6. If DP is going to make a cane sugar product, I’m sure they will make it available generally. The family that owned Dublin apparently wouldn’t agree to stop marketing the product in the improper way they were doing it. It’s not a surprise that DP decided to cut off their bottling license when they refused to market the product in accordance with corporate wishes. How stupid do you have to be to not know that DP corporate owns all the rights and you have to market their product according to their rules?

  7. MCQ,

    That is nice that you are sure, but that doesn’t make the product available.

    You might want to read up some more on the topic. The claim is that Corporate endorsed and encouraged this behavior for years and coordinated with Dublin until Cadbury spun them off.

    In any case, the cane sugar product is not available to me. Feel free to check here:

  8. I didn’t say it would be available instantly. Just be a little patient and they will get it out there.

    I did read that about DP corporate going along with Dublin’s behavior for many years, but so what? Sounds to me like the new corporate owners finally got someone on board with a clue about trademark law. You do not want to lose rights in your valuable trademark, and the DP trademark is one of the oldest and most valuable marks anywhere.

    The problem with Dublin’s argument is that it it’s basically attempting to say that DP has already lost all the rights to police their trademark by acquiescing in Dublin’s behavior. That plays into DP’s hands, because they are claiming that policing their mark is exactly what they are now doing, and that if they didn’t do so, they would lose trademark rights. See the problem?

    The better way to go for Dublin would be to agree to take “Dublin” off the label in exchange for an exclusive license to continue to market the cane sugar product through their bottling plant and store. There was no way they were going to get exclusive internet rights, but they could have at least stayed as a DP licensee if they had been willing to change their marketing practices. Now, they’re out. Sucks for them, but they had no chance of winning the legal argument they were making.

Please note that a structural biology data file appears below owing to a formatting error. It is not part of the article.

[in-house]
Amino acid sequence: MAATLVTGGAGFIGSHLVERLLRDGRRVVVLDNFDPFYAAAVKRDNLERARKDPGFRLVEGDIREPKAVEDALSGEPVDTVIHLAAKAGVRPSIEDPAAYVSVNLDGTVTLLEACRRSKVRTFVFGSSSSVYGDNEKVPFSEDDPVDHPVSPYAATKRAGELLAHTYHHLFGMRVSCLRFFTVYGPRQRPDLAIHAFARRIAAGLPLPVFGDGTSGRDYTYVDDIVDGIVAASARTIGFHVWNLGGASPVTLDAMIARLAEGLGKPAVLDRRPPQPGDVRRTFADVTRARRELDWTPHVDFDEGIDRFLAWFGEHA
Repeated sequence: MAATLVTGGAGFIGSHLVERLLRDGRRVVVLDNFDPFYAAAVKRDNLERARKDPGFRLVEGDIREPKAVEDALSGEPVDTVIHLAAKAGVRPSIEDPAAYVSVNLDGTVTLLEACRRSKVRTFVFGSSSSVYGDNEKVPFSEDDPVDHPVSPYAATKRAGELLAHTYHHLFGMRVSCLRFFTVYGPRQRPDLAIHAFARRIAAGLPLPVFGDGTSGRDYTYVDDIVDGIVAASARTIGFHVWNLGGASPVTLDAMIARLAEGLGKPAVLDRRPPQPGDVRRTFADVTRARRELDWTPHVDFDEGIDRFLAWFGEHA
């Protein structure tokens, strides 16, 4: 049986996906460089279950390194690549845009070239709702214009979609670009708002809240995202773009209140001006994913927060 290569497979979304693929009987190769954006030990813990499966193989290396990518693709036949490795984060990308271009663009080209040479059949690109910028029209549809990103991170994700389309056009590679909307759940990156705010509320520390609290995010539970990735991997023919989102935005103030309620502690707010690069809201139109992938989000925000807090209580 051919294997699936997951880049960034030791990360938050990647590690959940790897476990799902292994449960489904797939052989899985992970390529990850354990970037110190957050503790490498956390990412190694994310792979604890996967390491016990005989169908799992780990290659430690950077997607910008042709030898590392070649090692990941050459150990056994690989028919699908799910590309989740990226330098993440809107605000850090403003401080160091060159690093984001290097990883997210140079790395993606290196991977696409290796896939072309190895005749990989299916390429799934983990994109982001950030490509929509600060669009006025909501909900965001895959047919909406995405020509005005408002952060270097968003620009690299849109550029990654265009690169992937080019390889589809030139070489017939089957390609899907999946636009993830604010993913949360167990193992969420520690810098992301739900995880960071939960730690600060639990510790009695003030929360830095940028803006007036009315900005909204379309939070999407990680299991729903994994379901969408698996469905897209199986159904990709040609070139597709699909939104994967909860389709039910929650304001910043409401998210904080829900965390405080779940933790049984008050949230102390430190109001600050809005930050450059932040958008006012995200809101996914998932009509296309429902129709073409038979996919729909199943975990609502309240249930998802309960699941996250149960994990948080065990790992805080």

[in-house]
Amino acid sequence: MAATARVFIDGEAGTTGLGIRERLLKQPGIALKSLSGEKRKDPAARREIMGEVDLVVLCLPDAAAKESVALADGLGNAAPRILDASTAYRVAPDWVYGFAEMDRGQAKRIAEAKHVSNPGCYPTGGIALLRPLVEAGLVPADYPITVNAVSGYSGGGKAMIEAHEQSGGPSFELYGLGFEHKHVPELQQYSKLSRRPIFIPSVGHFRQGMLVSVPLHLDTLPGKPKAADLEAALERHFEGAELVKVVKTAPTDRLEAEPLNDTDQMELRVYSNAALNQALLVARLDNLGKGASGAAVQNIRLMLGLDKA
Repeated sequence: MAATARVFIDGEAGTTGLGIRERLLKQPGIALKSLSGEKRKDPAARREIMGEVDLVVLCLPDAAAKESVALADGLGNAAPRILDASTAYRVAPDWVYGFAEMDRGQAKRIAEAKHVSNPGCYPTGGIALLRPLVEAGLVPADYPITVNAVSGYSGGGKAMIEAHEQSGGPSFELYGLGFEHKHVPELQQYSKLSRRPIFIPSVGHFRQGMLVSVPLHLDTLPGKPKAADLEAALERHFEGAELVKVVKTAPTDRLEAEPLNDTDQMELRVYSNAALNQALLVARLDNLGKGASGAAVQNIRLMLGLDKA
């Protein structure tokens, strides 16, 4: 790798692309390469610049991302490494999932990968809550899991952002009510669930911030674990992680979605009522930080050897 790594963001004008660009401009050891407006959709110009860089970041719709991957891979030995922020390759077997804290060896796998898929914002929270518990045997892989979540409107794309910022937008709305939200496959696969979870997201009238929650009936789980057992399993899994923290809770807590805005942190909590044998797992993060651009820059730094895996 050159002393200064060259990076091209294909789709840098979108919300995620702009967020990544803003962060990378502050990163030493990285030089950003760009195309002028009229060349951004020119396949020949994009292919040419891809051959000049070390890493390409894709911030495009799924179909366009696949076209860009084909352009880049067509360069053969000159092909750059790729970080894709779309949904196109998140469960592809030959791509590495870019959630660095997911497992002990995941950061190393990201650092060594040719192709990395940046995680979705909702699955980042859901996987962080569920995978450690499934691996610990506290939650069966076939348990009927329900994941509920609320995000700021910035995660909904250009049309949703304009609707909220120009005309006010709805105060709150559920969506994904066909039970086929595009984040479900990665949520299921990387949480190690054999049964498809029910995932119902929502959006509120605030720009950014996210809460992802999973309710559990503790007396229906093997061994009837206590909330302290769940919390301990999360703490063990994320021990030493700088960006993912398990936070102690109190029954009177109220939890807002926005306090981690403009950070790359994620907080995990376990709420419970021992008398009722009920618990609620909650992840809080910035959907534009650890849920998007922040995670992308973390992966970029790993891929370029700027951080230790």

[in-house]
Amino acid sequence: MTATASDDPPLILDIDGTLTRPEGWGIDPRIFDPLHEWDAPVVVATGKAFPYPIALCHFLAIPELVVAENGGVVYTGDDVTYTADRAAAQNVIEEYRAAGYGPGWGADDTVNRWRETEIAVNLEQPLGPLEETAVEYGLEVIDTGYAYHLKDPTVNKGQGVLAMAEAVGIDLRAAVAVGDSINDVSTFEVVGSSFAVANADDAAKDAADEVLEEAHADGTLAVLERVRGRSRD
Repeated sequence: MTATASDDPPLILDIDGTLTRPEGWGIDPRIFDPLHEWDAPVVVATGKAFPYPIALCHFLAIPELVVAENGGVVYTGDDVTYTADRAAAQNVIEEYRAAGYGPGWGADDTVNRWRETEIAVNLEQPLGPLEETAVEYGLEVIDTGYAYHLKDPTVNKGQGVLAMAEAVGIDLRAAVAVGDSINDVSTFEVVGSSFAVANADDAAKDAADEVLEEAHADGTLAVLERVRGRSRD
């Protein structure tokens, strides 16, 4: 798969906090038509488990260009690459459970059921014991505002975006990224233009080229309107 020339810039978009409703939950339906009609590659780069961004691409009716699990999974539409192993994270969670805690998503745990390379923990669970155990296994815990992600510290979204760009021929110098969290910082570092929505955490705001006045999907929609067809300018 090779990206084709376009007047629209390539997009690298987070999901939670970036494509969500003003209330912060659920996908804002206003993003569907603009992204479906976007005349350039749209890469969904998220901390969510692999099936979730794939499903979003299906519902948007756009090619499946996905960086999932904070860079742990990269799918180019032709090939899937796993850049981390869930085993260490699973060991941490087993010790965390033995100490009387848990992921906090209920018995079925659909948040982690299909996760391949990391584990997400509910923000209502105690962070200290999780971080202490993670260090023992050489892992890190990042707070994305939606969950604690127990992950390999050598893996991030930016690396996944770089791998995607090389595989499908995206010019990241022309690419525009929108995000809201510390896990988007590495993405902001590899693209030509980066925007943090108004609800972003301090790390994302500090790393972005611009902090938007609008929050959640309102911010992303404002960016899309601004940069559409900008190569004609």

9. I agree that would have been a reasonable solution. It also seems like the Corp Dr Pepper lawyers had Dublin over a barrel so nothing reasonable was going to happen.

    In any case (ha!) I’m willing to wager you a case of sugar cane sweetened Dr Pepper in a glass bottle that I will not be able to easily purchase said case within a year. What do you say?

  10. You’re on. I have faith in the marketing dept. at DP Corporate. I say they will roll out a cane sugar product with a throwback label (ala Mtn Dew) within the next year. Check your local grocer.

  11. I loved Dublin DR Pepper. But I bought far more Snapple than DP..Make that past tense.
    Snapple can rot in hell. If it says Snapple, I don’t buy it
    I will not be checking my local grocer. Market that.

  12. It’s a pretty good bet for you John, because you get your case of cane sugar Dr. Pepper either way! But I’m happy to make the bet, because I want some too.